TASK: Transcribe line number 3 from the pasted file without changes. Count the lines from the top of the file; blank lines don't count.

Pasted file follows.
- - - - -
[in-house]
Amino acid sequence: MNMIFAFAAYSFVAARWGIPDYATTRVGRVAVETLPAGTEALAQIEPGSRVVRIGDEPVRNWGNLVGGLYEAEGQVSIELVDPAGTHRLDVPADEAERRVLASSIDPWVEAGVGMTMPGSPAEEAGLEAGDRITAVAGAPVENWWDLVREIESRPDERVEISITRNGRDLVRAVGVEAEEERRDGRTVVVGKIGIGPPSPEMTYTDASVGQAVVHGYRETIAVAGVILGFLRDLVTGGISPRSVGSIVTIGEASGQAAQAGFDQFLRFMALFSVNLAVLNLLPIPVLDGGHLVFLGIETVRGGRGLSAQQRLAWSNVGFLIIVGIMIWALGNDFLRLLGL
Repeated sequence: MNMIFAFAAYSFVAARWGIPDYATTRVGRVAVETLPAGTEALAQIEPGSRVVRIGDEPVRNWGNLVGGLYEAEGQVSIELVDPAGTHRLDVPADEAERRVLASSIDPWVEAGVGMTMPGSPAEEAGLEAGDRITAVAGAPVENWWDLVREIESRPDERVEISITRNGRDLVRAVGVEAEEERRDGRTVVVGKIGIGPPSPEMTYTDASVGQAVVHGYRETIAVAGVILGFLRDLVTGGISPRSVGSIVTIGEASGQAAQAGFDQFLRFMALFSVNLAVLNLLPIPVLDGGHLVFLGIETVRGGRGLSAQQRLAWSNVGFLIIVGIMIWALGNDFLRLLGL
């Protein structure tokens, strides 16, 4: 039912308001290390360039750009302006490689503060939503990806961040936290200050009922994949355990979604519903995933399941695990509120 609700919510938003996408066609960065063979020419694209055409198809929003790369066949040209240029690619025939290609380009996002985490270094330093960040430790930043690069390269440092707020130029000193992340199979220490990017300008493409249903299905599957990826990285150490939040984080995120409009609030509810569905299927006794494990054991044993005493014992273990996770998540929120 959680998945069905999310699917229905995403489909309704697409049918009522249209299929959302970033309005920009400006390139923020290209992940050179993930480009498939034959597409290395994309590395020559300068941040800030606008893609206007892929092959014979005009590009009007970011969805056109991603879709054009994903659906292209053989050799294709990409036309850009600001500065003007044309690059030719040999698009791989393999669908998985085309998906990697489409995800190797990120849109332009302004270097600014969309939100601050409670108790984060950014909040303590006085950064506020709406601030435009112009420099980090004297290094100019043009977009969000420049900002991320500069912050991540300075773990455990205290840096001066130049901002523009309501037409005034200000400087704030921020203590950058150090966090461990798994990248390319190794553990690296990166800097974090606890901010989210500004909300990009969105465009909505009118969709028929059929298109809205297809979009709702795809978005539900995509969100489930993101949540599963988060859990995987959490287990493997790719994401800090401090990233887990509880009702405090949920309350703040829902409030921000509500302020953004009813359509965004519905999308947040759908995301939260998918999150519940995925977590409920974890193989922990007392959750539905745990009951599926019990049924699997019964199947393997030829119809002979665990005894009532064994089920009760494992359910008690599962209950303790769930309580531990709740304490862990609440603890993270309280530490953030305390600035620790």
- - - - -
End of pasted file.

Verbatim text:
Repeated sequence: MNMIFAFAAYSFVAARWGIPDYATTRVGRVAVETLPAGTEALAQIEPGSRVVRIGDEPVRNWGNLVGGLYEAEGQVSIELVDPAGTHRLDVPADEAERRVLASSIDPWVEAGVGMTMPGSPAEEAGLEAGDRITAVAGAPVENWWDLVREIESRPDERVEISITRNGRDLVRAVGVEAEEERRDGRTVVVGKIGIGPPSPEMTYTDASVGQAVVHGYRETIAVAGVILGFLRDLVTGGISPRSVGSIVTIGEASGQAAQAGFDQFLRFMALFSVNLAVLNLLPIPVLDGGHLVFLGIETVRGGRGLSAQQRLAWSNVGFLIIVGIMIWALGNDFLRLLGL